In snapper paradise - Great Barrier Island
December 19, 2019
We’re making steady progress on our course to the mighty Great Barrier Island from Waiheke’s Matiatia as a toothy southwesterly whips up the following sea on FQ Fishing’s well-equipped 10.5m Senator.
The Coromandel gets more distant as a giant, grey mass slowly appears through angry blood-orange clouds and stands imposing and staunch. The Barrier has introduced itself to us and the excitement onboard is palpable.
Great Barrier Island has an almost mythical status among many New Zealand fishos.
Out of range for most trailerboat anglers and located in a stretch of water that has the potential to cause problems for even commercial fishing boats, it’s a spot that demands respect.
It’s an imposing landmass, especially when approached on a stormy evening as rainclouds gather. The Barrier, as it’s known by most who fish her coasts, is a genuine wilderness located around 100km from central Auckland. It’s home to just 800 or so islanders who live mainly in Tryphena and who do it pretty tough.
For those who are lucky enough to venture to the island, a fishing paradise awaits. Far enough away from major populations to escape overfishing but close enough to reach and fish around within a day. The Barrier is the real deal.
In pursuit of snapper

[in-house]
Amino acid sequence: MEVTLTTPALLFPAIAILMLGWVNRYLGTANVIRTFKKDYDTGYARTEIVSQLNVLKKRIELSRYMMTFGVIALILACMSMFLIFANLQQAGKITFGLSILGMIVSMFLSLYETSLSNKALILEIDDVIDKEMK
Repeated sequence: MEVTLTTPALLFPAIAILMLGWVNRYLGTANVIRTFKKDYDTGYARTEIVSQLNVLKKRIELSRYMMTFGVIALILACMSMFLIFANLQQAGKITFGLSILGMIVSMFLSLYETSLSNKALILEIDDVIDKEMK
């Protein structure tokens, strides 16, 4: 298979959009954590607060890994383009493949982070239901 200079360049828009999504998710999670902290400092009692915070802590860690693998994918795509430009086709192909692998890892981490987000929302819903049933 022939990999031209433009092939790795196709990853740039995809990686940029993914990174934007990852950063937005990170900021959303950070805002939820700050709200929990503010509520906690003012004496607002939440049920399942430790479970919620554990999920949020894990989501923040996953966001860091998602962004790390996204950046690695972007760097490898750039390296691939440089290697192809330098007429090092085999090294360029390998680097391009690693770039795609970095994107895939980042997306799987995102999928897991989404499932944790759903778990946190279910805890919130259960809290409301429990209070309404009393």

FQ Fishing skipper Nigel Boland invited me along on a trip as we approached the end of September. The mission was simple: Steam out to the Barrier on a prospecting trip to see if the big snapper were there and on their way in close. The answer, as it turned out, was just as simple: Oh yes they were!
Nigel and first mate Kasey Coghlan prefer to motor out to the Barrier in the late afternoon and anchor down in a sheltered bay for the night so that they can be on the best spots around the island first thing in the morning. This tactic makes perfect sense and was to prove invaluable.
After a couple of hours of steaming through some reasonably gnarly seas we arrived in complete darkness in a little bay known well to FQ Fishing as Whangaparapara Harbour which sits north of Tryphena on the western side of the island. It snakes inland and almost turns back on itself, away from the roaring swells making it the perfect place to seek shelter for the night. Once we’d found a good spot to anchor, thoughts almost immediately turned to food and, as so often is the case, beer. A plan of attack for the following morning was devised between Nigel, Kasey and FQ Fishing’s other guest on the trip, Stew – a friend of the crew.